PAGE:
Implementing AIDET and Commit to Sit to Increase Patient Satisfaction in the Pediatric Outpatient Setting
Date of Graduation
Project/Capstone - Global access
Master of Science in Nursing (MSN)
School of Nursing and Health Professions
Problem: This quality improvement initiative aims to implement AIDET, Commit to Sit, and culturally competent care in a pediatric outpatient surgery clinic to increase patient satisfaction. The microsystem falls beneath the 85th percentile of patient satisfaction scores on their unit. They have a pre-intervention Net Promoter Score (NPS) of 80.7, indicating about 80% of patients were "promoters" and would likely return to the clinic, and 20% of patients were "detractors" and unlikely to return (Appendix F). "Detractors" were found in areas including patients trusting providers with care, care providers listening, care providers explaining things, and patients recommending the facility to others.
Context: The microsystem provides outpatient perioperative surgical services to pediatric patients while incorporating their families in their care. On assessment of microsystem patterns, factors that may cause lower patient satisfaction NRC scores and limited use of AIDET and Commit to Sit include time restraints, language barriers, lack of stools for sitting, and a lack of interpreters.
Interventions: The intervention had two major components: 1) Re-education of AIDET and Commit to Sit with culturally competent care, and 2) application of knowledge through role-play and simulation. Following the initial presentation of AIDET, Commit to Sit, and cultural competency, the staff had the opportunity to apply theory to practice in role-play and simulation-based scenarios that reflected typical diverse patient populations who came to the clinic. Takeaways were discussed in staff debriefing.
Measures: Pre-intervention and post-intervention surveys were sent out to staff to collect data on staff knowledge, attitudes, and comfort levels on AIDET, Commit to Sit, and simulation-based learning. Patient satisfaction scores from the National Research Corporation (NRC) were obtained from September 2020 to September 2021 for baseline data. NRC scores were collected in the post-implementation period and compared to baseline data to assess the change project's effectiveness.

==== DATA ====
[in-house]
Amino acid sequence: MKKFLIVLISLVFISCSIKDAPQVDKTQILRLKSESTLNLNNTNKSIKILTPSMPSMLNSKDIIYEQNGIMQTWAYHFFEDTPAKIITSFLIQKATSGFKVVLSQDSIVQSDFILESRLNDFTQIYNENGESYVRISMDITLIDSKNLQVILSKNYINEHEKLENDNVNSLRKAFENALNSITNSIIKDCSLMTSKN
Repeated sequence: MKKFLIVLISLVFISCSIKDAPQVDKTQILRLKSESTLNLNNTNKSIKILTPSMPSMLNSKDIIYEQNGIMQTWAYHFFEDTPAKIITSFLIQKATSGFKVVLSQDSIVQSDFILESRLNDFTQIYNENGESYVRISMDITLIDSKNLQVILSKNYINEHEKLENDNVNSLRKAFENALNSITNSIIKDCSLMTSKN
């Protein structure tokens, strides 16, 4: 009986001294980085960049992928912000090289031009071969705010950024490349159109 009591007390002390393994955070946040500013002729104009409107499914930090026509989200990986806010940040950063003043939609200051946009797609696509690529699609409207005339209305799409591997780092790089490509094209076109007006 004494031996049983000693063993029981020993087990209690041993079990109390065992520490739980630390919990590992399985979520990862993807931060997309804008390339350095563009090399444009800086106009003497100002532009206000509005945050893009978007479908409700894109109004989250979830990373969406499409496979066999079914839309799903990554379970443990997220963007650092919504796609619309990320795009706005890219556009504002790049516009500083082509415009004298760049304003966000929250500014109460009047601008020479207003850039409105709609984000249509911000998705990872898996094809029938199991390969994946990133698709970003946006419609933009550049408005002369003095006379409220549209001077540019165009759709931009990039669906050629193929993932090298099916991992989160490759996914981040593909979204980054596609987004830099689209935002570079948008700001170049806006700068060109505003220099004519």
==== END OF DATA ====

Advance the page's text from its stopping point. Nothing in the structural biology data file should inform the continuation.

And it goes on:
Results: The quality improvement initiative significantly impacted the microsystem staff's attitudes towards AIDET and Commit to Sit. An increase of 85.7% to 100% of staff felt the presented information was useful in improving patient satisfaction. After the intervention, the NRC reported that the outpatient clinic had an NPS of 83.3%, approximately a 2.6% increase in patient satisfaction scores from the baseline data.
Conclusion: By incorporating AIDET, Commit to Sit, and cultural competency into standard practice, every microsystem has the potential to improve the overall quality of patient-centered care and increase microsystem revenue. As patient satisfaction is linked to increased compliance, decreased patient anxiety, and improved clinical outcomes, AIDET and Commit to Sit should be implemented across all care providers to promote high-quality patient-centered care.
Nguyen, Tiffany, "Implementing AIDET and Commit to Sit to Increase Patient Satisfaction in the Pediatric Outpatient Setting" (2022). Master's Projects and Capstones. 1365.
Available for download on Monday, May 19, 2025